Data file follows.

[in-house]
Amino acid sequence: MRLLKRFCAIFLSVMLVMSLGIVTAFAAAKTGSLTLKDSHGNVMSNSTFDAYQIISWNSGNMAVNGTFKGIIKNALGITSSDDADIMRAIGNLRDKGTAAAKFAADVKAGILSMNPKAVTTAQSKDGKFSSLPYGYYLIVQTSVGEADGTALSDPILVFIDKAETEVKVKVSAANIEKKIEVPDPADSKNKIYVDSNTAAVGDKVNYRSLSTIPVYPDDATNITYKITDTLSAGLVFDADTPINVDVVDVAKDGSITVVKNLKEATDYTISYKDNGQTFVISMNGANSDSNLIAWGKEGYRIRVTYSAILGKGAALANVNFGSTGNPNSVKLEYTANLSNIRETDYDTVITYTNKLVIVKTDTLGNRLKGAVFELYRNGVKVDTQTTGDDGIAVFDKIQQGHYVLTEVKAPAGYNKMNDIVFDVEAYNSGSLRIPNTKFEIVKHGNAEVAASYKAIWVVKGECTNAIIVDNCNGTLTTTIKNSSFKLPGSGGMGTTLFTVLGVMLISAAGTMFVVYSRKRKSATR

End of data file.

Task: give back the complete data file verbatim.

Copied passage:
[in-house]
Amino acid sequence: MRLLKRFCAIFLSVMLVMSLGIVTAFAAAKTGSLTLKDSHGNVMSNSTFDAYQIISWNSGNMAVNGTFKGIIKNALGITSSDDADIMRAIGNLRDKGTAAAKFAADVKAGILSMNPKAVTTAQSKDGKFSSLPYGYYLIVQTSVGEADGTALSDPILVFIDKAETEVKVKVSAANIEKKIEVPDPADSKNKIYVDSNTAAVGDKVNYRSLSTIPVYPDDATNITYKITDTLSAGLVFDADTPINVDVVDVAKDGSITVVKNLKEATDYTISYKDNGQTFVISMNGANSDSNLIAWGKEGYRIRVTYSAILGKGAALANVNFGSTGNPNSVKLEYTANLSNIRETDYDTVITYTNKLVIVKTDTLGNRLKGAVFELYRNGVKVDTQTTGDDGIAVFDKIQQGHYVLTEVKAPAGYNKMNDIVFDVEAYNSGSLRIPNTKFEIVKHGNAEVAASYKAIWVVKGECTNAIIVDNCNGTLTTTIKNSSFKLPGSGGMGTTLFTVLGVMLISAAGTMFVVYSRKRKSATR